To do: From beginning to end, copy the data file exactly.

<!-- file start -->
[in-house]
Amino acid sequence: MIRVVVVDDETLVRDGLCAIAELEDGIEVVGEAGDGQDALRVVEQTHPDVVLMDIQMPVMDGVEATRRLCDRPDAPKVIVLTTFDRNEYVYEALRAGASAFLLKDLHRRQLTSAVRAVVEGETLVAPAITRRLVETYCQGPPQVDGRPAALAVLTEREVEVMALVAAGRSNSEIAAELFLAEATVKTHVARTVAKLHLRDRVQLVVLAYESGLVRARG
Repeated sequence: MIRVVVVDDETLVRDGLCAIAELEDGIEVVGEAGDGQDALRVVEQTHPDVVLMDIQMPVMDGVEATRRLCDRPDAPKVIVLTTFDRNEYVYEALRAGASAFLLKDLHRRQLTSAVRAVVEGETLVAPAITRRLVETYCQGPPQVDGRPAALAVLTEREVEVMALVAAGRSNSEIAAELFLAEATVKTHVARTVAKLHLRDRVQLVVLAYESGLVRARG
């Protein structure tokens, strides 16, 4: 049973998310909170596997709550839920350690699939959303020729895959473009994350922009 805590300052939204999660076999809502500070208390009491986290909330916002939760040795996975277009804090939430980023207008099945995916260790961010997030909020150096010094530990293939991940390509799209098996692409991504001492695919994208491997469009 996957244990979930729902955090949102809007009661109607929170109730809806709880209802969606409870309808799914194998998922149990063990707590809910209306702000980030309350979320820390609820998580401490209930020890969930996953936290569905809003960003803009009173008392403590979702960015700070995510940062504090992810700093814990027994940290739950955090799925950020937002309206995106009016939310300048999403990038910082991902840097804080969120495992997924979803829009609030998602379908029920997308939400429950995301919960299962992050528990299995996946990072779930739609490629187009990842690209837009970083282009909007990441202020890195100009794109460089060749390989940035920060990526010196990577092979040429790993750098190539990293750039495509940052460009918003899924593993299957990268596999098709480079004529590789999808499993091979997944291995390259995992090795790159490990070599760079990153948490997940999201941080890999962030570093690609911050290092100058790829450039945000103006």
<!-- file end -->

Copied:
[in-house]
Amino acid sequence: MIRVVVVDDETLVRDGLCAIAELEDGIEVVGEAGDGQDALRVVEQTHPDVVLMDIQMPVMDGVEATRRLCDRPDAPKVIVLTTFDRNEYVYEALRAGASAFLLKDLHRRQLTSAVRAVVEGETLVAPAITRRLVETYCQGPPQVDGRPAALAVLTEREVEVMALVAAGRSNSEIAAELFLAEATVKTHVARTVAKLHLRDRVQLVVLAYESGLVRARG
Repeated sequence: MIRVVVVDDETLVRDGLCAIAELEDGIEVVGEAGDGQDALRVVEQTHPDVVLMDIQMPVMDGVEATRRLCDRPDAPKVIVLTTFDRNEYVYEALRAGASAFLLKDLHRRQLTSAVRAVVEGETLVAPAITRRLVETYCQGPPQVDGRPAALAVLTEREVEVMALVAAGRSNSEIAAELFLAEATVKTHVARTVAKLHLRDRVQLVVLAYESGLVRARG
């Protein structure tokens, strides 16, 4: 049973998310909170596997709550839920350690699939959303020729895959473009994350922009 805590300052939204999660076999809502500070208390009491986290909330916002939760040795996975277009804090939430980023207008099945995916260790961010997030909020150096010094530990293939991940390509799209098996692409991504001492695919994208491997469009 996957244990979930729902955090949102809007009661109607929170109730809806709880209802969606409870309808799914194998998922149990063990707590809910209306702000980030309350979320820390609820998580401490209930020890969930996953936290569905809003960003803009009173008392403590979702960015700070995510940062504090992810700093814990027994940290739950955090799925950020937002309206995106009016939310300048999403990038910082991902840097804080969120495992997924979803829009609030998602379908029920997308939400429950995301919960299962992050528990299995996946990072779930739609490629187009990842690209837009970083282009909007990441202020890195100009794109460089060749390989940035920060990526010196990577092979040429790993750098190539990293750039495509940052460009918003899924593993299957990268596999098709480079004529590789999808499993091979997944291995390259995992090795790159490990070599760079990153948490997940999201941080890999962030570093690609911050290092100058790829450039945000103006």